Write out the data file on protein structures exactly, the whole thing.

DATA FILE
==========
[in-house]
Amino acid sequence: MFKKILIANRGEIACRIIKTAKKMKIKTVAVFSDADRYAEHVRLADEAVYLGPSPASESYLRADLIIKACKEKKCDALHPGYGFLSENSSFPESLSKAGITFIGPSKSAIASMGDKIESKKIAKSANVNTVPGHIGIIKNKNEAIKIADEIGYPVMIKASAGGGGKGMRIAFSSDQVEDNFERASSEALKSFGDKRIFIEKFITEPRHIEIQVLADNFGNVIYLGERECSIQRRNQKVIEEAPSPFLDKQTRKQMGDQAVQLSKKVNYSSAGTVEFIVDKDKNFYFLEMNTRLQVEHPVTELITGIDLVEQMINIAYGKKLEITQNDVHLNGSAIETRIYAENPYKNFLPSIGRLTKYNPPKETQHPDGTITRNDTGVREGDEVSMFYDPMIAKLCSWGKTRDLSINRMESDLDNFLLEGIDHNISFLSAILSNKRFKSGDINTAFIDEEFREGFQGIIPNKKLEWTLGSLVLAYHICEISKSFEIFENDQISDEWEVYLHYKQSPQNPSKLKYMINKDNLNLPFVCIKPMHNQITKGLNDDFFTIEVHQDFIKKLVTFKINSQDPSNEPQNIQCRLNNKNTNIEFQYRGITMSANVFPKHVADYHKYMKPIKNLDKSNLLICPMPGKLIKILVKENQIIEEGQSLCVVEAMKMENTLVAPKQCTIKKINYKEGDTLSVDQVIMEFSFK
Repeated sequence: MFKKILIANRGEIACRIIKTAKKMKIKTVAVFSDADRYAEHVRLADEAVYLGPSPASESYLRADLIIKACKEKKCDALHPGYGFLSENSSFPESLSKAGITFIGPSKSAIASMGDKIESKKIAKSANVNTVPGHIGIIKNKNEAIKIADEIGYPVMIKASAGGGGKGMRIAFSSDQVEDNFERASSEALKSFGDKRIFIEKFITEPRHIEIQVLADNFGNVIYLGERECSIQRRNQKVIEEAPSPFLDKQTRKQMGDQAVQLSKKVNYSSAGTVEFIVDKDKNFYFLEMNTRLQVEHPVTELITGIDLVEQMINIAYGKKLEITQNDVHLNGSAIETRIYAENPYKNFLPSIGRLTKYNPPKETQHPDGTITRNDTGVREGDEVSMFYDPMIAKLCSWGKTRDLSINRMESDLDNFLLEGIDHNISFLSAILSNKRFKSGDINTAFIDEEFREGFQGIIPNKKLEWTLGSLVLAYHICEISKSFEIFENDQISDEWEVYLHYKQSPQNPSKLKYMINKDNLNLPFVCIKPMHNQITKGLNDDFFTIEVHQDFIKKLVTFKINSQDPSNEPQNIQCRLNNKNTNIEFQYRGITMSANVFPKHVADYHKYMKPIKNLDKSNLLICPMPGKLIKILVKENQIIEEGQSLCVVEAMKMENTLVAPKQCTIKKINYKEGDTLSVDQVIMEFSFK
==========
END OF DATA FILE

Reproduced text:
[in-house]
Amino acid sequence: MFKKILIANRGEIACRIIKTAKKMKIKTVAVFSDADRYAEHVRLADEAVYLGPSPASESYLRADLIIKACKEKKCDALHPGYGFLSENSSFPESLSKAGITFIGPSKSAIASMGDKIESKKIAKSANVNTVPGHIGIIKNKNEAIKIADEIGYPVMIKASAGGGGKGMRIAFSSDQVEDNFERASSEALKSFGDKRIFIEKFITEPRHIEIQVLADNFGNVIYLGERECSIQRRNQKVIEEAPSPFLDKQTRKQMGDQAVQLSKKVNYSSAGTVEFIVDKDKNFYFLEMNTRLQVEHPVTELITGIDLVEQMINIAYGKKLEITQNDVHLNGSAIETRIYAENPYKNFLPSIGRLTKYNPPKETQHPDGTITRNDTGVREGDEVSMFYDPMIAKLCSWGKTRDLSINRMESDLDNFLLEGIDHNISFLSAILSNKRFKSGDINTAFIDEEFREGFQGIIPNKKLEWTLGSLVLAYHICEISKSFEIFENDQISDEWEVYLHYKQSPQNPSKLKYMINKDNLNLPFVCIKPMHNQITKGLNDDFFTIEVHQDFIKKLVTFKINSQDPSNEPQNIQCRLNNKNTNIEFQYRGITMSANVFPKHVADYHKYMKPIKNLDKSNLLICPMPGKLIKILVKENQIIEEGQSLCVVEAMKMENTLVAPKQCTIKKINYKEGDTLSVDQVIMEFSFK
Repeated sequence: MFKKILIANRGEIACRIIKTAKKMKIKTVAVFSDADRYAEHVRLADEAVYLGPSPASESYLRADLIIKACKEKKCDALHPGYGFLSENSSFPESLSKAGITFIGPSKSAIASMGDKIESKKIAKSANVNTVPGHIGIIKNKNEAIKIADEIGYPVMIKASAGGGGKGMRIAFSSDQVEDNFERASSEALKSFGDKRIFIEKFITEPRHIEIQVLADNFGNVIYLGERECSIQRRNQKVIEEAPSPFLDKQTRKQMGDQAVQLSKKVNYSSAGTVEFIVDKDKNFYFLEMNTRLQVEHPVTELITGIDLVEQMINIAYGKKLEITQNDVHLNGSAIETRIYAENPYKNFLPSIGRLTKYNPPKETQHPDGTITRNDTGVREGDEVSMFYDPMIAKLCSWGKTRDLSINRMESDLDNFLLEGIDHNISFLSAILSNKRFKSGDINTAFIDEEFREGFQGIIPNKKLEWTLGSLVLAYHICEISKSFEIFENDQISDEWEVYLHYKQSPQNPSKLKYMINKDNLNLPFVCIKPMHNQITKGLNDDFFTIEVHQDFIKKLVTFKINSQDPSNEPQNIQCRLNNKNTNIEFQYRGITMSANVFPKHVADYHKYMKPIKNLDKSNLLICPMPGKLIKILVKENQIIEEGQSLCVVEAMKMENTLVAPKQCTIKKINYKEGDTLSVDQVIMEFSFK